The report was referrad to the Charitable Aid Committee.

This article text was automatically generated and may include errors. View the full page to see article in its original form.
Permanent link to this item

https://paperspast.natlib.govt.nz/newspapers/AG19050707.2.7

Bibliographic details

Charitable Aid Systems., Ashburton Guardian, Volume XXII, Issue 6615, 7 July 1905

Word Count
716

Charitable Aid Systems. Ashburton Guardian, Volume XXII, Issue 6615, 7 July 1905

  1. New formats

    Papers Past now contains more than just newspapers. Use these links to navigate to other kinds of materials.

  2. Hierarchy

    These links will always show you how deep you are in the collection. Click them to get a broader view of the items you're currently viewing.

  3. Search

    Enter names, places, or other keywords that you're curious about here. We'll look for them in the fulltext of millions of articles.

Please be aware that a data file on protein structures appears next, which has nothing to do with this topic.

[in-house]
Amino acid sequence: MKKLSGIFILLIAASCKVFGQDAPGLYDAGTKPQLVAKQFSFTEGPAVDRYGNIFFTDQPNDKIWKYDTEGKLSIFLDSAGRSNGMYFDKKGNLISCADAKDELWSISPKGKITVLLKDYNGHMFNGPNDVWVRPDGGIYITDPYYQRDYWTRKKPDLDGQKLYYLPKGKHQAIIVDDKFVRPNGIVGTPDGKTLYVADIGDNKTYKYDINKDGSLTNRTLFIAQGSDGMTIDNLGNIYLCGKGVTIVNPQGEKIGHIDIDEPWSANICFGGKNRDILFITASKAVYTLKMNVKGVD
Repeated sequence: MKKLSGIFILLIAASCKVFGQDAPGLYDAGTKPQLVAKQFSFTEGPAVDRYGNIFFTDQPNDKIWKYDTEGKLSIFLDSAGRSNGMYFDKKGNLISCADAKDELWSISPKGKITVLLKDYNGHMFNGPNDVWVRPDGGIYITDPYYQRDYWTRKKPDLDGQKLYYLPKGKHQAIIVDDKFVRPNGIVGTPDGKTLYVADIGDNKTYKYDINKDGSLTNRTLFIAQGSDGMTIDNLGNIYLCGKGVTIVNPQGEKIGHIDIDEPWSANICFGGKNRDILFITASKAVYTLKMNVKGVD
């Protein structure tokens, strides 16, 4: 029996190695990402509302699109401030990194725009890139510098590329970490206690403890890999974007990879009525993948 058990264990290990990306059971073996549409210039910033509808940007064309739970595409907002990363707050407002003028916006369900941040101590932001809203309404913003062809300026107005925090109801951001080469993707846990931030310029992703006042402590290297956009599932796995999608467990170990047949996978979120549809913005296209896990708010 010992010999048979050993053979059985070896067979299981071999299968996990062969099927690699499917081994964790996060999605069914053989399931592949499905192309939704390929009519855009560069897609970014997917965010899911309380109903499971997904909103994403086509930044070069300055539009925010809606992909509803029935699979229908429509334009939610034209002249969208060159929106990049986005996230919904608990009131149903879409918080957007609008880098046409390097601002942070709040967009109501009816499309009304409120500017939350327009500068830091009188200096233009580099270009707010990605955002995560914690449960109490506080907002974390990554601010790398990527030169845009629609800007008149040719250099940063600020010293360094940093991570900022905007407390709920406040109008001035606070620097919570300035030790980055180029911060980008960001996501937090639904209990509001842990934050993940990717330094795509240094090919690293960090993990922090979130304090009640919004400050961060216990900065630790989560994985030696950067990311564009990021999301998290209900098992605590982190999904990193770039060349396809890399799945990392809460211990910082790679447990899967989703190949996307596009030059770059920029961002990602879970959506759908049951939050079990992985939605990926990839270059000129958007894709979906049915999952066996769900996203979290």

4. Search

    Browsed to an interesting page? Click here to search within the item you're currently viewing, or start a new search.

  5. Search facets

    Use these buttons to limit your searches to particular dates, titles, and more.

  6. View selection

    Switch between images of the original document and text transcriptions and outlines you can cut and paste.

  7. Tools

    Print, save, zoom in and more.

  8. Explore

    If you'd rather just browse through documents, click here to find titles and issues from particular dates and geographic regions.

  9. Need more help?

    The "Help" link will show you different tips for each page on the site, so click here often as you explore the site.

Working